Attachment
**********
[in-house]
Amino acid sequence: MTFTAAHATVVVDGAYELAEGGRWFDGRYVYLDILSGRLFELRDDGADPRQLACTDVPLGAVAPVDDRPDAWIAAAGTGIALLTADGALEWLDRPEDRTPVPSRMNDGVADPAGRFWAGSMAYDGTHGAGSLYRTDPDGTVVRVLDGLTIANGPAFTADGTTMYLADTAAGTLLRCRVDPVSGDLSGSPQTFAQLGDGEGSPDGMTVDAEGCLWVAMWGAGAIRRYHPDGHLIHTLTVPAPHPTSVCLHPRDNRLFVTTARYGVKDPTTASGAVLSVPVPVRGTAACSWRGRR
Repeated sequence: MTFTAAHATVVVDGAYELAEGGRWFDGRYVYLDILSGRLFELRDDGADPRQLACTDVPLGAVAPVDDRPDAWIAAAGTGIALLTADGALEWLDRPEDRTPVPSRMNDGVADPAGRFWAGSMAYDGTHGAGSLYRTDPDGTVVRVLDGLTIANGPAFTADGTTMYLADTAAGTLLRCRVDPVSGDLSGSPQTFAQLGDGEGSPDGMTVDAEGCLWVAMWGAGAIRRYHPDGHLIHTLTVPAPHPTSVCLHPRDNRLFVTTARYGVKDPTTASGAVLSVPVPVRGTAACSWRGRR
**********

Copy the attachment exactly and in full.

[in-house]
Amino acid sequence: MTFTAAHATVVVDGAYELAEGGRWFDGRYVYLDILSGRLFELRDDGADPRQLACTDVPLGAVAPVDDRPDAWIAAAGTGIALLTADGALEWLDRPEDRTPVPSRMNDGVADPAGRFWAGSMAYDGTHGAGSLYRTDPDGTVVRVLDGLTIANGPAFTADGTTMYLADTAAGTLLRCRVDPVSGDLSGSPQTFAQLGDGEGSPDGMTVDAEGCLWVAMWGAGAIRRYHPDGHLIHTLTVPAPHPTSVCLHPRDNRLFVTTARYGVKDPTTASGAVLSVPVPVRGTAACSWRGRR
Repeated sequence: MTFTAAHATVVVDGAYELAEGGRWFDGRYVYLDILSGRLFELRDDGADPRQLACTDVPLGAVAPVDDRPDAWIAAAGTGIALLTADGALEWLDRPEDRTPVPSRMNDGVADPAGRFWAGSMAYDGTHGAGSLYRTDPDGTVVRVLDGLTIANGPAFTADGTTMYLADTAAGTLLRCRVDPVSGDLSGSPQTFAQLGDGEGSPDGMTVDAEGCLWVAMWGAGAIRRYHPDGHLIHTLTVPAPHPTSVCLHPRDNRLFVTTARYGVKDPTTASGAVLSVPVPVRGTAACSWRGRR